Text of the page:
And at a time when the economy is looking as fragile than ever, asking donors for campaign contributions is also going to be tough. So — and this is Democrats and Republicans. This cuts across the entire swathe.

  • Lisa Desjardins:

    One thing about the partisanship that I thought was surprising, we're seeing some differences in opinion about this crisis, depending on what party you affiliate with.

    This is a poll from NBC and The Wall Street Journal from this week. They asked people if they thought their family member was — they're worried about their family catching coronavirus; 68 percent of Democrats said yes, 40 percent of Republicans.

    Now, this could also be a regional effect. More Republicans live in rural areas, for example.

    But, Tam, what do you make of this?

  • Tamara Keith:

    There's another factor, which is that, until today, President Trump has, at time — at most times, sort of downplayed or said, everything's going to be fine, or, we have got this under control.

    He has been out of sync with some of the health professionals. And he's been out of sync with the media.

    Today was a very different President Trump. And so for the voters who listen to him and don't trust the media, then, for the last month, the media has been overreacting, and the president has been saying what he's been saying.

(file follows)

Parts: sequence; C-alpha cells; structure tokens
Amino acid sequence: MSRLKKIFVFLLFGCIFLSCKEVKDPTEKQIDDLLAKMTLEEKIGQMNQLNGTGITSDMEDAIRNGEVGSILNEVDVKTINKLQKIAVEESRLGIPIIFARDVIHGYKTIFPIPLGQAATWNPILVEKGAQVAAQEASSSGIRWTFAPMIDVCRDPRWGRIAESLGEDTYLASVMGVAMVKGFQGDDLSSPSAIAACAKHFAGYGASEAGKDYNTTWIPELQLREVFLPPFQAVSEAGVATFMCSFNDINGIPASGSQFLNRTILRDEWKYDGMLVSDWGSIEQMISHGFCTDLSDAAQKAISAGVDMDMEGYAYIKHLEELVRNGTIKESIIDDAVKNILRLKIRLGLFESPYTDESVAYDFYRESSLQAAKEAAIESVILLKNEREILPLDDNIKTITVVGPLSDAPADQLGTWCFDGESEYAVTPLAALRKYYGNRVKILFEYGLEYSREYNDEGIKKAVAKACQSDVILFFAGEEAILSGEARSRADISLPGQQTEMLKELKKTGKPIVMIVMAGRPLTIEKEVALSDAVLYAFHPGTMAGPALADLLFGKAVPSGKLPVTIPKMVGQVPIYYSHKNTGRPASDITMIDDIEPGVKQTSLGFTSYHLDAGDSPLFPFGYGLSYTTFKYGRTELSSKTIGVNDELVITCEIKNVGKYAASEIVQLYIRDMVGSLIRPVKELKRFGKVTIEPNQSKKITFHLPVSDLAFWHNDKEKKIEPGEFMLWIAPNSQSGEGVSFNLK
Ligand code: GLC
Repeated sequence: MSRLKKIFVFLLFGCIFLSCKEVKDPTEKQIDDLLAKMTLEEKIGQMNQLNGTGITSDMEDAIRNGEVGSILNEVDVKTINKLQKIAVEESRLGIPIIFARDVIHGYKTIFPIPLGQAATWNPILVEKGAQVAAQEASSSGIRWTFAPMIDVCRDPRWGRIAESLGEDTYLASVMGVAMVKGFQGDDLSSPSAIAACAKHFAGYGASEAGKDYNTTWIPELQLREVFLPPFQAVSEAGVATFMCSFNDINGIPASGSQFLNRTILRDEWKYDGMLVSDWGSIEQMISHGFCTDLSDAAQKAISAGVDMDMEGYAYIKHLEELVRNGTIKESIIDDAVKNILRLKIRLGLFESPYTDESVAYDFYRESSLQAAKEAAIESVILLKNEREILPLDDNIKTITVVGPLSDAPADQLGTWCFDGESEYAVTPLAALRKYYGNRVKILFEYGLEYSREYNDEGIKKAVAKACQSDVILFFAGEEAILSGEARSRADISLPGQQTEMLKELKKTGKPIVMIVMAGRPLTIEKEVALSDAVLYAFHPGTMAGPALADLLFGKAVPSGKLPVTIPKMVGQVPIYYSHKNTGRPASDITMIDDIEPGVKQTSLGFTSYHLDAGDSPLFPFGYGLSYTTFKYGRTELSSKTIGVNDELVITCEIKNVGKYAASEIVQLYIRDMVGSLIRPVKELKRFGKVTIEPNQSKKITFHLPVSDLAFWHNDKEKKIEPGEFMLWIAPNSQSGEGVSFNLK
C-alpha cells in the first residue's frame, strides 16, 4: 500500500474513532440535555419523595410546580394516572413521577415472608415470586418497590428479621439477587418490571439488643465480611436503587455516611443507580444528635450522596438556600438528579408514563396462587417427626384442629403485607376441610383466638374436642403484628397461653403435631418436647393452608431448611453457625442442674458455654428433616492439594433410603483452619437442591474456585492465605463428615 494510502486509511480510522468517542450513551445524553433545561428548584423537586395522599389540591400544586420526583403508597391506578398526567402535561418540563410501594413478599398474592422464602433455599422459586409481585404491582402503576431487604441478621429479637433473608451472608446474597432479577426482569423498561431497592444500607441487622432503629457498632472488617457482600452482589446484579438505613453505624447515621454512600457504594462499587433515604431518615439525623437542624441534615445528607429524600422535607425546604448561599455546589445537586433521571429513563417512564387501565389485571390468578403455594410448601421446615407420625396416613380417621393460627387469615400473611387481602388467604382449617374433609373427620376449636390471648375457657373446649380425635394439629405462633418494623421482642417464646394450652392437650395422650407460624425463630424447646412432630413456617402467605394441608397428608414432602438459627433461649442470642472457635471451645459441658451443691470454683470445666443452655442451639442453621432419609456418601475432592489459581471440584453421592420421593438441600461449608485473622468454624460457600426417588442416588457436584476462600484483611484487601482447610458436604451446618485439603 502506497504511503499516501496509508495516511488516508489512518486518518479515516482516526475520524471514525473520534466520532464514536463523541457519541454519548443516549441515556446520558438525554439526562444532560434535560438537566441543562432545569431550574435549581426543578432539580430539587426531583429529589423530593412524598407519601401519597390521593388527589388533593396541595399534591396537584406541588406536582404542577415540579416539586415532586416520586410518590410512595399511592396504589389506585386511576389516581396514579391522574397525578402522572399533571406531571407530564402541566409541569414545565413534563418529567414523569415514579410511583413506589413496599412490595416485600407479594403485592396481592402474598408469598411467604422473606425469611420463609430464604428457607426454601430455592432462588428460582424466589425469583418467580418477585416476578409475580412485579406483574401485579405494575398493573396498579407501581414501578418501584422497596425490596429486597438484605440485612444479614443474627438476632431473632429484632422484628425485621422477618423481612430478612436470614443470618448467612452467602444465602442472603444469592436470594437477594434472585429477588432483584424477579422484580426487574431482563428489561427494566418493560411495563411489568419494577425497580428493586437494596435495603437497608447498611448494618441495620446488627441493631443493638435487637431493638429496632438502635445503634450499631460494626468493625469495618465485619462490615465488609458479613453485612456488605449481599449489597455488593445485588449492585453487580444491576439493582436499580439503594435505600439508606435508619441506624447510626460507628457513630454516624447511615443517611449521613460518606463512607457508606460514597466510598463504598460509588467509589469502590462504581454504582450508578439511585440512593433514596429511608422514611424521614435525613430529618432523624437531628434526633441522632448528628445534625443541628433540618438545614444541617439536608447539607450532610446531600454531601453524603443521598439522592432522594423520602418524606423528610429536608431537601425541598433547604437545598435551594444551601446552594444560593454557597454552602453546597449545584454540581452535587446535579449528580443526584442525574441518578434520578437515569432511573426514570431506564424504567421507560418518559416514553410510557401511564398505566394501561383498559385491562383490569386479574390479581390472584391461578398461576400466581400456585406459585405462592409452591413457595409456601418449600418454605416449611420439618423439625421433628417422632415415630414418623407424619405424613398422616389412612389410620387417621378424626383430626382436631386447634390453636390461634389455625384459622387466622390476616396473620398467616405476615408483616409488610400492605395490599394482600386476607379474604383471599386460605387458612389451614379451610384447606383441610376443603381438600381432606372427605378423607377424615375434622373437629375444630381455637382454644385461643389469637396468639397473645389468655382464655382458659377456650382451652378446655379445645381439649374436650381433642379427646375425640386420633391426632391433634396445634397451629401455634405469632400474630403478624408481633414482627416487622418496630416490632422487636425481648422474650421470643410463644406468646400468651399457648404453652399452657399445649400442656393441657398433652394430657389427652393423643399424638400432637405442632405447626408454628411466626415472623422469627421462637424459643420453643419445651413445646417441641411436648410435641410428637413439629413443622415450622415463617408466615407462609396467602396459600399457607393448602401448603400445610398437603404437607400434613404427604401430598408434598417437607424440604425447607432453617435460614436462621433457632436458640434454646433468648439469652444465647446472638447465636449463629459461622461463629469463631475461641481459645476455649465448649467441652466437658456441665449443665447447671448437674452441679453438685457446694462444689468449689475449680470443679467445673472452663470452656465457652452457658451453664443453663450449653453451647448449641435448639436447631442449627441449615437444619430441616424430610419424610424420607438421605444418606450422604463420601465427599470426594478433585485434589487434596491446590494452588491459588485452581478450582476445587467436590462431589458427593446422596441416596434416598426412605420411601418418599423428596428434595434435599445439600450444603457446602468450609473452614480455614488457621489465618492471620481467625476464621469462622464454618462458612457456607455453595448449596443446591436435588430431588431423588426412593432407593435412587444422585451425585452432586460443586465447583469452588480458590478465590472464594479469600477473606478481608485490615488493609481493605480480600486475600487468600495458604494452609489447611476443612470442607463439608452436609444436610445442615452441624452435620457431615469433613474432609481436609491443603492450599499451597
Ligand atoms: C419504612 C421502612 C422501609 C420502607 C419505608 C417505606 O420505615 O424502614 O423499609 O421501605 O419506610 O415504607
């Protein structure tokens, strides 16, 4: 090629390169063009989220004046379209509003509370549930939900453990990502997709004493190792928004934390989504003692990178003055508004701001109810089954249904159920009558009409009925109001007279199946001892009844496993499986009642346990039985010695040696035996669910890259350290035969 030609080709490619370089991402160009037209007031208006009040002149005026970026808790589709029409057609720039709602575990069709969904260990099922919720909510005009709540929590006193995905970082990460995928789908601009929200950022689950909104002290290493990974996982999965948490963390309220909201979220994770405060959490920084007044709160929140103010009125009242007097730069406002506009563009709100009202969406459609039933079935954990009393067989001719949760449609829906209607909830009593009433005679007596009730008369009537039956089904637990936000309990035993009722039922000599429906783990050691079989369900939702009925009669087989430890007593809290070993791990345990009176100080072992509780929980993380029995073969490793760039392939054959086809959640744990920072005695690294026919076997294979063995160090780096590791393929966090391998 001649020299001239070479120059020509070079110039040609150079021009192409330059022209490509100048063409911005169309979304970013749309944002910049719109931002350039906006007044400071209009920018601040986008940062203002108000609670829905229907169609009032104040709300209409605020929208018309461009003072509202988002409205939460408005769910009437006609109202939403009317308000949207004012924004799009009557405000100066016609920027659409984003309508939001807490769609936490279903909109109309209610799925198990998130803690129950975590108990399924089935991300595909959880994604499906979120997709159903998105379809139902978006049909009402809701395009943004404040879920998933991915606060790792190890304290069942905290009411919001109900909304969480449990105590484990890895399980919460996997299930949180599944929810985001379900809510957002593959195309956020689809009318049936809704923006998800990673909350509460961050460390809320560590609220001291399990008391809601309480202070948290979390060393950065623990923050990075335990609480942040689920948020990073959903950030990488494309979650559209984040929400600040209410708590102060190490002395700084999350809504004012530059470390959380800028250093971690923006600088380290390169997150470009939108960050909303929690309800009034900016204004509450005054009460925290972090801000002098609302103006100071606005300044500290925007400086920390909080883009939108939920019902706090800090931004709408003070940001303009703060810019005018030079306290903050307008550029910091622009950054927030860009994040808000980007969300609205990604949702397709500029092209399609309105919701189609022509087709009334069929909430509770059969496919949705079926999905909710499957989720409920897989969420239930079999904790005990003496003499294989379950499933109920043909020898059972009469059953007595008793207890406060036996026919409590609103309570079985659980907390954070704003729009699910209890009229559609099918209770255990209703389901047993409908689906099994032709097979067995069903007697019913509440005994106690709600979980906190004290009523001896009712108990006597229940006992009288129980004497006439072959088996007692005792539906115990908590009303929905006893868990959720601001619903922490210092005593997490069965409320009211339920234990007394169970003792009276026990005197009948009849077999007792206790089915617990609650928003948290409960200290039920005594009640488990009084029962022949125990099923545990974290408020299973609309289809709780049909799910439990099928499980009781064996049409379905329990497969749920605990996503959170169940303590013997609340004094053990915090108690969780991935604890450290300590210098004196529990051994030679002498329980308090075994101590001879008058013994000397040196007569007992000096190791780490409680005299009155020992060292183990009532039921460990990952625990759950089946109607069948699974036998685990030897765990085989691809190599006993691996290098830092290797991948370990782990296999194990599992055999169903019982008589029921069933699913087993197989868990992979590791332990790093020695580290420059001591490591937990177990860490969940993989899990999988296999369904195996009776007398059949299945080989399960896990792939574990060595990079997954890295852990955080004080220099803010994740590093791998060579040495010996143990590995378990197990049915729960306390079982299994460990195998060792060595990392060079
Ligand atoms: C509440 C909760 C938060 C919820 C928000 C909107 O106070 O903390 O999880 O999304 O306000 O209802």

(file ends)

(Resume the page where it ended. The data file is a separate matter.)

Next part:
And I think that that does affect public opinion. Well, now the president today said, oh, well, maybe the media has been doing a good job, and also laid out some very stringent, serious steps for the American public to take to keep everyone safe.

    And it was — it was a major moment.

  • Amy Walter:

    Yes, I think that's exactly right.

    Let's watch and see, now that the president has taken a different tone, where the — what those numbers look like in a week.

    Look, this polarization is a way of life in our country. And I have always been worried that what will happen in a crisis is exactly what's happening right now, which is, instead of pushing us together, it's keeping us very separate from where we decide to get our sources of information, who we trust and who we don't.

    All we can hope right now is if — with everybody on the same page, that we can kind of come to an agreement on how terrible this is.

    And, unlike something like 9/11, which was a tragic moment that happened all at once, this is a slow-rolling potential disaster.

  • Lisa Desjardins:

    Well, everyone's lives and jobs are getting more difficult, including yours.

    So, we really appreciate both of you.

    Amy Walter, Tamara Keith, thank you.

  • Amy Walter:

    You're welcome.

  • Tamara Keith:

    You're welcome.